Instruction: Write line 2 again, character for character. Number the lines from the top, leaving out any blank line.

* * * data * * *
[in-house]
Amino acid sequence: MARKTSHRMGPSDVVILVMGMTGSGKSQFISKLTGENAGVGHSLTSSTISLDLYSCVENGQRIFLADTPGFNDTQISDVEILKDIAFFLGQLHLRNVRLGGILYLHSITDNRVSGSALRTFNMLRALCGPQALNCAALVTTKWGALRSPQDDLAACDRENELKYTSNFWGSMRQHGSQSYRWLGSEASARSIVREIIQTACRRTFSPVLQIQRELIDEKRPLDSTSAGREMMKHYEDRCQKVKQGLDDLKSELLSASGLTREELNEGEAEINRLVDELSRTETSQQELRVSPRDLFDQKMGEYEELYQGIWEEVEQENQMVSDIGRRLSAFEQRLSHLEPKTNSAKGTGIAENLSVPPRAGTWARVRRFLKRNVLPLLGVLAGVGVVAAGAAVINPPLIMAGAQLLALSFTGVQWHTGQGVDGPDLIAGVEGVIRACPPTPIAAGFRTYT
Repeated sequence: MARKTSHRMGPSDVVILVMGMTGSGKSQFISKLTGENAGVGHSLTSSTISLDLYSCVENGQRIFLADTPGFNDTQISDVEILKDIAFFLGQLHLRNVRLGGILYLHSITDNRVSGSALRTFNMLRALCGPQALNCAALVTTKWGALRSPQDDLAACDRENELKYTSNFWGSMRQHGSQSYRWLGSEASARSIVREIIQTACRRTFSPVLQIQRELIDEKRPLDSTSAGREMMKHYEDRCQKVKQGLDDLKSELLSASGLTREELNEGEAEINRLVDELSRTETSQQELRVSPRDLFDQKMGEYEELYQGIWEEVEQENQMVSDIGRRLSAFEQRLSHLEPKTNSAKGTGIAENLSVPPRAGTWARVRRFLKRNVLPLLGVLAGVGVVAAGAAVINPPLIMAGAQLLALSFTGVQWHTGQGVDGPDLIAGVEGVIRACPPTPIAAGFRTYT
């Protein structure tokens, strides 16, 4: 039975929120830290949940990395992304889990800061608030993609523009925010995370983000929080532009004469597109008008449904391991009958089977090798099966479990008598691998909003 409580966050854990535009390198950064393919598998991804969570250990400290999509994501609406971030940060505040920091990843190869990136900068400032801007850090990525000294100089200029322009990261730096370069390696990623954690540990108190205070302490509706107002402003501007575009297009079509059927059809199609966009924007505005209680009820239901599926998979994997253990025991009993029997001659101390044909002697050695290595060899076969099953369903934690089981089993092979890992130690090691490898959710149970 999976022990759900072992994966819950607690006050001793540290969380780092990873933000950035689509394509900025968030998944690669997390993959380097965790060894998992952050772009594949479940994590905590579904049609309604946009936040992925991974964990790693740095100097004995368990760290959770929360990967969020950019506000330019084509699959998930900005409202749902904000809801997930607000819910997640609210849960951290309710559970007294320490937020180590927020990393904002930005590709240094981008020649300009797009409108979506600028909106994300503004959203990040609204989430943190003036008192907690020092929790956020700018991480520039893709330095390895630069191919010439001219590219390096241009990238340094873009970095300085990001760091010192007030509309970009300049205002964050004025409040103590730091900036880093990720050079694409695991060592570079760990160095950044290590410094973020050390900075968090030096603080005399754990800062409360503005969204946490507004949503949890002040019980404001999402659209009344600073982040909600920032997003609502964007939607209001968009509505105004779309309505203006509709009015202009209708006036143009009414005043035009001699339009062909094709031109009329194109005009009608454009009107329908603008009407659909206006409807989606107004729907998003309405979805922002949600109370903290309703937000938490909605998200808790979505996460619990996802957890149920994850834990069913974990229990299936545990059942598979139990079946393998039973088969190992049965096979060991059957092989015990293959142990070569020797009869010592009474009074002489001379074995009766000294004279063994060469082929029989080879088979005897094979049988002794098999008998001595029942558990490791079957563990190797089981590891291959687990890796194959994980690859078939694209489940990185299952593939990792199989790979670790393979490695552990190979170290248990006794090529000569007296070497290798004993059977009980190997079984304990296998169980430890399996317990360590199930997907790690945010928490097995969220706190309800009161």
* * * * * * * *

Amino acid sequence: MARKTSHRMGPSDVVILVMGMTGSGKSQFISKLTGENAGVGHSLTSSTISLDLYSCVENGQRIFLADTPGFNDTQISDVEILKDIAFFLGQLHLRNVRLGGILYLHSITDNRVSGSALRTFNMLRALCGPQALNCAALVTTKWGALRSPQDDLAACDRENELKYTSNFWGSMRQHGSQSYRWLGSEASARSIVREIIQTACRRTFSPVLQIQRELIDEKRPLDSTSAGREMMKHYEDRCQKVKQGLDDLKSELLSASGLTREELNEGEAEINRLVDELSRTETSQQELRVSPRDLFDQKMGEYEELYQGIWEEVEQENQMVSDIGRRLSAFEQRLSHLEPKTNSAKGTGIAENLSVPPRAGTWARVRRFLKRNVLPLLGVLAGVGVVAAGAAVINPPLIMAGAQLLALSFTGVQWHTGQGVDGPDLIAGVEGVIRACPPTPIAAGFRTYT